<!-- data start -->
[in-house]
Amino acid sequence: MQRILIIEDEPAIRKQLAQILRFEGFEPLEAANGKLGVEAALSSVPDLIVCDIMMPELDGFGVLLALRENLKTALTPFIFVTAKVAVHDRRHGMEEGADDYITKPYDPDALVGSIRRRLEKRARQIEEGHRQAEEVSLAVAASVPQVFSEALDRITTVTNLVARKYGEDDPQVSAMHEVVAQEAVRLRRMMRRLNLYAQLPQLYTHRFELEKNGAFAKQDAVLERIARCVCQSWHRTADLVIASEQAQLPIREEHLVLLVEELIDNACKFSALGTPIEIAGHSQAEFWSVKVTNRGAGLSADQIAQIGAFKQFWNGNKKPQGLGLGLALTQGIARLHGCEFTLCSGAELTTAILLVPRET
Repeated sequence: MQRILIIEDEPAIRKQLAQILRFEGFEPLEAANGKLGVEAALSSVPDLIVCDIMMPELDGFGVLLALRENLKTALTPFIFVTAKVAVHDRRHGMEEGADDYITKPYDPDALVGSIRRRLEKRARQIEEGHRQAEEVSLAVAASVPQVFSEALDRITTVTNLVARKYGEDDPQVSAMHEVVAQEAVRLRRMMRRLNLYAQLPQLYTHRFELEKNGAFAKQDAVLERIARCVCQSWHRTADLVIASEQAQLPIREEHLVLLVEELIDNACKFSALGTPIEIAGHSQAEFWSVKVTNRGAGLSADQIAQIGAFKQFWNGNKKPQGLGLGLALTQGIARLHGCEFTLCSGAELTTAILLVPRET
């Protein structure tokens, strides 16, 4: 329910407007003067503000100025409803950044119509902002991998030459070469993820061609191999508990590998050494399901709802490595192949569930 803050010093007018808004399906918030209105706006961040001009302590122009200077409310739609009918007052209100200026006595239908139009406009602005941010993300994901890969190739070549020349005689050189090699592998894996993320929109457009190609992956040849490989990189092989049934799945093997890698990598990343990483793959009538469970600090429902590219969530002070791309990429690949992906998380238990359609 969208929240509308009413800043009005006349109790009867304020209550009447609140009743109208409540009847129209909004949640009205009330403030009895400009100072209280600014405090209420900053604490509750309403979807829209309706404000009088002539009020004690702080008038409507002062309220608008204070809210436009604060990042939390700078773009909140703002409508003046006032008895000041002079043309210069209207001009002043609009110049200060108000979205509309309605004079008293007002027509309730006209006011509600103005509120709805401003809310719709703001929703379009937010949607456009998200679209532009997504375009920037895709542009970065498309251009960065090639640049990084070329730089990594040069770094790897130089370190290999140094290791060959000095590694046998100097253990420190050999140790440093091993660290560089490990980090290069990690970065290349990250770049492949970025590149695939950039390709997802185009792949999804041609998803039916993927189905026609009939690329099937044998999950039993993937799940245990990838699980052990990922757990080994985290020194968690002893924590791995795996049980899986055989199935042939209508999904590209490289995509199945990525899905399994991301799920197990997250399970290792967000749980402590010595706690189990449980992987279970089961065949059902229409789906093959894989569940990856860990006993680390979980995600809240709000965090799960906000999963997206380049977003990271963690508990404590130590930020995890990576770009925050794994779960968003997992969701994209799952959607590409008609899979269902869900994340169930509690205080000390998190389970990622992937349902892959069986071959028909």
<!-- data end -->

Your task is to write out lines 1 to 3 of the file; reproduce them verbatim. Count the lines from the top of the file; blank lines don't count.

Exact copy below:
[in-house]
Amino acid sequence: MQRILIIEDEPAIRKQLAQILRFEGFEPLEAANGKLGVEAALSSVPDLIVCDIMMPELDGFGVLLALRENLKTALTPFIFVTAKVAVHDRRHGMEEGADDYITKPYDPDALVGSIRRRLEKRARQIEEGHRQAEEVSLAVAASVPQVFSEALDRITTVTNLVARKYGEDDPQVSAMHEVVAQEAVRLRRMMRRLNLYAQLPQLYTHRFELEKNGAFAKQDAVLERIARCVCQSWHRTADLVIASEQAQLPIREEHLVLLVEELIDNACKFSALGTPIEIAGHSQAEFWSVKVTNRGAGLSADQIAQIGAFKQFWNGNKKPQGLGLGLALTQGIARLHGCEFTLCSGAELTTAILLVPRET
Repeated sequence: MQRILIIEDEPAIRKQLAQILRFEGFEPLEAANGKLGVEAALSSVPDLIVCDIMMPELDGFGVLLALRENLKTALTPFIFVTAKVAVHDRRHGMEEGADDYITKPYDPDALVGSIRRRLEKRARQIEEGHRQAEEVSLAVAASVPQVFSEALDRITTVTNLVARKYGEDDPQVSAMHEVVAQEAVRLRRMMRRLNLYAQLPQLYTHRFELEKNGAFAKQDAVLERIARCVCQSWHRTADLVIASEQAQLPIREEHLVLLVEELIDNACKFSALGTPIEIAGHSQAEFWSVKVTNRGAGLSADQIAQIGAFKQFWNGNKKPQGLGLGLALTQGIARLHGCEFTLCSGAELTTAILLVPRET